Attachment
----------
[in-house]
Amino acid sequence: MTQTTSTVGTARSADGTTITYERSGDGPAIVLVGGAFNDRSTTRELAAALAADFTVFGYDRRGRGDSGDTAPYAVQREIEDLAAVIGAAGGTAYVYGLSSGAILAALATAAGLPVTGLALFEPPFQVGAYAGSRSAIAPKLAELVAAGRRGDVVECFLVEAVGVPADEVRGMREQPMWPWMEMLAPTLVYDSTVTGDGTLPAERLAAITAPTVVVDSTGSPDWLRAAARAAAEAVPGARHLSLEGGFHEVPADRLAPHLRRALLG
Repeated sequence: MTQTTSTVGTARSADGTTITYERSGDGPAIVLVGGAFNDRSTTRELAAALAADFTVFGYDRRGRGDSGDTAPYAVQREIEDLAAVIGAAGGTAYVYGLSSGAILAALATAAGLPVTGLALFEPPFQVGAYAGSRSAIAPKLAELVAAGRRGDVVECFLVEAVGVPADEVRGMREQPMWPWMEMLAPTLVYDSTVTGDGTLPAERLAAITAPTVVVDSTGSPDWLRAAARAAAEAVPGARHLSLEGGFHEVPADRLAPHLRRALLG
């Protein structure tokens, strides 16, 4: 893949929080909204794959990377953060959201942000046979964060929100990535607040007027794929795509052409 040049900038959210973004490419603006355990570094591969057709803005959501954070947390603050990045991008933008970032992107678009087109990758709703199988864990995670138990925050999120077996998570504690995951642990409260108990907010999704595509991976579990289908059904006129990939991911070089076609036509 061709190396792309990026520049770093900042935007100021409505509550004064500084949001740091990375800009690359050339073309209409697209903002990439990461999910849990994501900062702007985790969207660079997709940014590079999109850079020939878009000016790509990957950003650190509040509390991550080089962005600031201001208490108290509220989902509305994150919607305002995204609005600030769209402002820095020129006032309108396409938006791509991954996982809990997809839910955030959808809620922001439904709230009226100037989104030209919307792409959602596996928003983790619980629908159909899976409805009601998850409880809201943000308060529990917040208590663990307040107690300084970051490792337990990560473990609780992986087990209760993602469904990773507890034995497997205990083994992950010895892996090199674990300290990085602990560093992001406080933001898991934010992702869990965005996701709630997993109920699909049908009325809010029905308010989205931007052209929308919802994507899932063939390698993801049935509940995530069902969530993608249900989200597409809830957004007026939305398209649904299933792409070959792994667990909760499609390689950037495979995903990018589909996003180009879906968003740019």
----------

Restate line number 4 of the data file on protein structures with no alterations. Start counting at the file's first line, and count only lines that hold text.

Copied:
């Protein structure tokens, strides 16, 4: 893949929080909204794959990377953060959201942000046979964060929100990535607040007027794929795509052409 040049900038959210973004490419603006355990570094591969057709803005959501954070947390603050990045991008933008970032992107678009087109990758709703199988864990995670138990925050999120077996998570504690995951642990409260108990907010999704595509991976579990289908059904006129990939991911070089076609036509 061709190396792309990026520049770093900042935007100021409505509550004064500084949001740091990375800009690359050339073309209409697209903002990439990461999910849990994501900062702007985790969207660079997709940014590079999109850079020939878009000016790509990957950003650190509040509390991550080089962005600031201001208490108290509220989902509305994150919607305002995204609005600030769209402002820095020129006032309108396409938006791509991954996982809990997809839910955030959808809620922001439904709230009226100037989104030209919307792409959602596996928003983790619980629908159909899976409805009601998850409880809201943000308060529990917040208590663990307040107690300084970051490792337990990560473990609780992986087990209760993602469904990773507890034995497997205990083994992950010895892996090199674990300290990085602990560093992001406080933001898991934010992702869990965005996701709630997993109920699909049908009325809010029905308010989205931007052209929308919802994507899932063939390698993801049935509940995530069902969530993608249900989200597409809830957004007026939305398209649904299933792409070959792994667990909760499609390689950037495979995903990018589909996003180009879906968003740019």